What is employer branding?


Employer branding is the process of building, maintaining, and promoting a company’s values and culture to existing and future employees.

Employer brand is a company’s perception amongst past, present, and future employees and is based on three factors: reputation, employer value proposition (EVP), and employee experience. 

As employer brand is key to attracting, retaining, and engaging top talent, companies must build and maintain a well-developed employer branding strategy to differentiate their organisation from competitors and present their company as a great place to work.   

History of employer branding 

The term employer branding was first coined in 1996. According to Simon Barrow and Tim Ambler, the term referred to “the package of functional, economic and psychological benefits provided by employment, and identified with the employing company.” While the definition of employer branding has not changed significantly since 1996, the introduction of new technology (such as smartphones and social media) and new mindsets (brought on by the Covid-19 pandemic) has changed the way that many companies go about employer branding.  

Recent trends in employer branding 

Key to employer branding is the employer value proposition (EVP), which encompasses the organisation’s mission statement, values, and culture and defines the relationship between employer and employee. In the wake of the pandemic, many employees have started expecting more from their employers and from the employer value proposition. Today, it’s no longer enough for companies to simply communicate their values. Instead, employees and potential candidates want to see a company’s values demonstrated through their policies and actions – and will search online for photos, videos, articles, employee testimonials, social media posts, and more to ensure that they are holding up their end of the bargain.  

While the pandemic pushed employer responsiveness and corporate responsibility into the spotlight, and revealed the importance of organisational purpose, team cohesion, and employee experience, the Great Resignation is ensuring that these remain top of mind for C-suite executives. According to MIT Sloan Management Review, more than a third of all employees expect to look for new opportunities within the next year. To go further, Glassdoor reports that 92% of employees would consider changing jobs with no salary increase if the opportunity was with a company with a good reputation – and 86% would not even consider working for a company with a bad reputation. Therefore, as skills shortages and competition for talent continue, employer branding is becoming increasingly important for organisations looking to hire, and keep, top talent.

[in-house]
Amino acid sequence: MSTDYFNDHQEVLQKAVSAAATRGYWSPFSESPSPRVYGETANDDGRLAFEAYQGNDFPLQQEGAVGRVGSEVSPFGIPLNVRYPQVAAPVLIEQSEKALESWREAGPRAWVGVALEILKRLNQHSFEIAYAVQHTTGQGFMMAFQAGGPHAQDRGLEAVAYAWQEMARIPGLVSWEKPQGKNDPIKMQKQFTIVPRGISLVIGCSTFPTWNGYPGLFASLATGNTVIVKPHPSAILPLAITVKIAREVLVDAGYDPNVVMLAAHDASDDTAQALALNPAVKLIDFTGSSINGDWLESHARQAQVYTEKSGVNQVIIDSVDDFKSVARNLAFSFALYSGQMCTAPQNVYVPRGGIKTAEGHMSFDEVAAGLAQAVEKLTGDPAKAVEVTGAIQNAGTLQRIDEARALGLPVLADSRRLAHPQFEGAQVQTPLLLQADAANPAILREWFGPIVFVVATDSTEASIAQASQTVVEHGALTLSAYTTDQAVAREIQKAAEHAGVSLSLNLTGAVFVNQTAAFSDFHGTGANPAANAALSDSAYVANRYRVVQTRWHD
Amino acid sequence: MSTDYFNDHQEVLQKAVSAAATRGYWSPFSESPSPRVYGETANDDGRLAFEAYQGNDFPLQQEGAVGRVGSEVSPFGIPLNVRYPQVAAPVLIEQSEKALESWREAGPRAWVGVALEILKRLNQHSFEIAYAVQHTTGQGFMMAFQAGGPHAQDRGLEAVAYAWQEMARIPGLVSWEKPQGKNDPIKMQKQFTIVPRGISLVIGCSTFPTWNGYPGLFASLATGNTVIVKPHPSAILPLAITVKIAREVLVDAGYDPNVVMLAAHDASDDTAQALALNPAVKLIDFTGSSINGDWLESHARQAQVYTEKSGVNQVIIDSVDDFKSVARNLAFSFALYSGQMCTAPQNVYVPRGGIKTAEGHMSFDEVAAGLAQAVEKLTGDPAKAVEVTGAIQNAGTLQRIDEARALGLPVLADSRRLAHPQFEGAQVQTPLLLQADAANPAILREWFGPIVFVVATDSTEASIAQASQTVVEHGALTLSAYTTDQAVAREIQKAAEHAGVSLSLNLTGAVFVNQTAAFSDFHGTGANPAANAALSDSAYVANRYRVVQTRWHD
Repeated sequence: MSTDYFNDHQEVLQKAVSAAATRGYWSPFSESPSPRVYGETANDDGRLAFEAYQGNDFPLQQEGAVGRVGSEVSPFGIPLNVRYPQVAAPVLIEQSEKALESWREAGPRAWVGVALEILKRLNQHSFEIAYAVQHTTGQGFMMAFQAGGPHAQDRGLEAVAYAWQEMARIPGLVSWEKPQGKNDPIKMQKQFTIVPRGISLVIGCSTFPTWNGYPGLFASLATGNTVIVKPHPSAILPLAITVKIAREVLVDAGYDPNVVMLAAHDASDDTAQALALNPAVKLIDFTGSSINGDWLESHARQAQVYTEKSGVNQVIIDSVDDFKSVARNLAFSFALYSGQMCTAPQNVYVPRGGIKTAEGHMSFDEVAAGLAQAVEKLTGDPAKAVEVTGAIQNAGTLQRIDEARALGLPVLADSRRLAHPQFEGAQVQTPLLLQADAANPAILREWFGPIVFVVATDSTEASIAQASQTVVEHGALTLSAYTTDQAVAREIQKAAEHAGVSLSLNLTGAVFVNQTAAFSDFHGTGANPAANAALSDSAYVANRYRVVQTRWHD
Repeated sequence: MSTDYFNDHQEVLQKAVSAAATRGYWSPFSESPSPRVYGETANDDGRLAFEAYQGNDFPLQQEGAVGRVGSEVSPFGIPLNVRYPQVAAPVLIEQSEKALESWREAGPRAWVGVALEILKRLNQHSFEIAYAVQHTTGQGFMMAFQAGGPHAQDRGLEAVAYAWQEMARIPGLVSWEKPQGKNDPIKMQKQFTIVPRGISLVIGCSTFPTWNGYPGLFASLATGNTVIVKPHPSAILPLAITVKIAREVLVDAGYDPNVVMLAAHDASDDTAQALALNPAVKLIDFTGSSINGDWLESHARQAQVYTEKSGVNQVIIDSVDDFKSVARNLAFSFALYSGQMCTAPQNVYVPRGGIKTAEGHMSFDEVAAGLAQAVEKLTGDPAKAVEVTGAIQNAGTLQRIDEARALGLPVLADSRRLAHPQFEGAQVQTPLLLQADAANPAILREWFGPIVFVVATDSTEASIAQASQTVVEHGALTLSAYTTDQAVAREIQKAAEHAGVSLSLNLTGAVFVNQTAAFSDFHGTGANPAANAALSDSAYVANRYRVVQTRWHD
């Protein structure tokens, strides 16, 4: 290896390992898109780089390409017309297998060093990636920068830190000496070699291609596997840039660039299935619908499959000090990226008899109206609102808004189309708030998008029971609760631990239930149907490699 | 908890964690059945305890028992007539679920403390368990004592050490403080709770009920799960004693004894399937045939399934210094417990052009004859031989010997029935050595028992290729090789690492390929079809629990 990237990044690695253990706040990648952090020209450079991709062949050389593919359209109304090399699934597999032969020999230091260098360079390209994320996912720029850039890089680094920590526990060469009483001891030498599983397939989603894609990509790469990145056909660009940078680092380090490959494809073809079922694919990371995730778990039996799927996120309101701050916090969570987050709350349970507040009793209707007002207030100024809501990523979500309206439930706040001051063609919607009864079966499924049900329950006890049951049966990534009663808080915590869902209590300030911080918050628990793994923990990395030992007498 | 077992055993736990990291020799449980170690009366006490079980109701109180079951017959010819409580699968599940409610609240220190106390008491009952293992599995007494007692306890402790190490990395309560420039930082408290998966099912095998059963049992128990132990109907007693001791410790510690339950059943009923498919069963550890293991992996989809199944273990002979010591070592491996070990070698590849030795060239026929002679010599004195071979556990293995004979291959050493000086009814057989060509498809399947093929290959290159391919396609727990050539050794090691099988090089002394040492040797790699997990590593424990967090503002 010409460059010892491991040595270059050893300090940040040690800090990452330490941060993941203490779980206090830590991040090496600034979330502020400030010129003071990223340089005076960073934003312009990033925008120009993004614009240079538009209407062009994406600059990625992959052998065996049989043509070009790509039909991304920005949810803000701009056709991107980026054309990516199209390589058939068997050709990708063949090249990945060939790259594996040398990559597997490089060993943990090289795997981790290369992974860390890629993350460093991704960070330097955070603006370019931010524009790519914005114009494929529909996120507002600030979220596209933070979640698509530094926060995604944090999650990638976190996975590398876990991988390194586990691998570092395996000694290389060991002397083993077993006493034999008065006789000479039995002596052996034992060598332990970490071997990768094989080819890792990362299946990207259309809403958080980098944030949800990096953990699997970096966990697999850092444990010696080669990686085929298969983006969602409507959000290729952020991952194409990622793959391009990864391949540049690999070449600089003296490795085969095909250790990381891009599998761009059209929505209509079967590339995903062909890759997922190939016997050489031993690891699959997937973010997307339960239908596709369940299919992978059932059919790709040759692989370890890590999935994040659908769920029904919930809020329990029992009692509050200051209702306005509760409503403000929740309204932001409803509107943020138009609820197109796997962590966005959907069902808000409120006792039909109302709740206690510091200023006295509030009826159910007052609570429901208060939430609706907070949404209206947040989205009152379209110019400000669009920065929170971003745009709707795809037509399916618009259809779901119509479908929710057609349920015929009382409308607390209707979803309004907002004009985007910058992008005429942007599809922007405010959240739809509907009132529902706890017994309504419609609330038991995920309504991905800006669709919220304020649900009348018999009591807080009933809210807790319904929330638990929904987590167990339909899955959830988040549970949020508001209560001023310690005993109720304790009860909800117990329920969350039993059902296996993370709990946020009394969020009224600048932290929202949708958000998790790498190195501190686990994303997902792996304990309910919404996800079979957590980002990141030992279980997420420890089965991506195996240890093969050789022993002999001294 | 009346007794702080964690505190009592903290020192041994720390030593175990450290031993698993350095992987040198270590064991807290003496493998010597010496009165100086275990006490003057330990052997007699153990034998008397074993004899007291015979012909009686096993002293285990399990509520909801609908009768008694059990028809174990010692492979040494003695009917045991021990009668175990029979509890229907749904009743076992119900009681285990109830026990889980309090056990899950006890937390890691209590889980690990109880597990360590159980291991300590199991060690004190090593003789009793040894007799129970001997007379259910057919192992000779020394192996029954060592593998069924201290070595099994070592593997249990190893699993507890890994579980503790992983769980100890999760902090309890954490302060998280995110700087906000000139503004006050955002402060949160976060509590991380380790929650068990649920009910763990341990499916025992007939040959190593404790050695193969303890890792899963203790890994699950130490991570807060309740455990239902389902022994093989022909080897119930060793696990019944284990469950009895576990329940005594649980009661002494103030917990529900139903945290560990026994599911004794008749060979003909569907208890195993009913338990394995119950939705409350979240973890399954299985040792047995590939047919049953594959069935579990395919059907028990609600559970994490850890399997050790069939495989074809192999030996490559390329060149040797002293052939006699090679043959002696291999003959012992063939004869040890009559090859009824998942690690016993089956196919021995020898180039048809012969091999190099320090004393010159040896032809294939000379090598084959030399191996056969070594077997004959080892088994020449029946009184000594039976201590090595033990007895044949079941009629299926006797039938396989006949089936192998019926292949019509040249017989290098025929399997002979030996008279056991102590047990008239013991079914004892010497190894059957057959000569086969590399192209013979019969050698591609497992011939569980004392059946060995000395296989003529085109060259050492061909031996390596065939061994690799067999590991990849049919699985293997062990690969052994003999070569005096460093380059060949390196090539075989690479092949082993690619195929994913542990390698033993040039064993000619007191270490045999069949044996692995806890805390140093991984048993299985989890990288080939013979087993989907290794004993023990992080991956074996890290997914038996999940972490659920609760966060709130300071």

Advantages of employer branding 

  • A well-developed employer branding strategy can attract, retain, and engage top talent. 
  • In times of economic uncertainty, employer branding can give companies a competitive advantage. 
  • Employer branding holds companies accountable and ensures that they are fulfilling their side of the employer value proposition (EVP). 

Disadvantages of employer branding 

  • Potential employees may forego an opportunity if the company’s employer brand appears not to align with their personal values.  
  • Employer brand is heavily influenced by conversations happening online. If a former employee had a negative experience with the company and is vocal about it on social media, they can significantly impact the company’s reputation and prevent potential employees from applying in the future. 

Use Case 

Salesforce is a global leader in CRM and prides itself on bringing companies and customers together in the digital age. Salesforce has been widely recognised for how it conducts business and treats its employees and has won multiple awards from organisations such as Great Place to Work and Fortune 100 Best Companies to Work For. In 2022, Salesforce placed #1 for the UK’s Best Workplaces Super Large (1,000+ employees) and #2 in the US for Fortune’s Best Workplaces in Technology (Large).  

Employee testimonials praise the company for providing opportunities to learn and explore different roles as well as for the support and encouragement they receive from managers and other staff members. When comparing these testimonials to the company’s mission, vision, and values statements, there is significant overlap – meaning that everything Salesforce promises to do is being done. This shows potential employees that Salesforce is a company that follows through on its promises and creates a positive work environment where everybody benefits.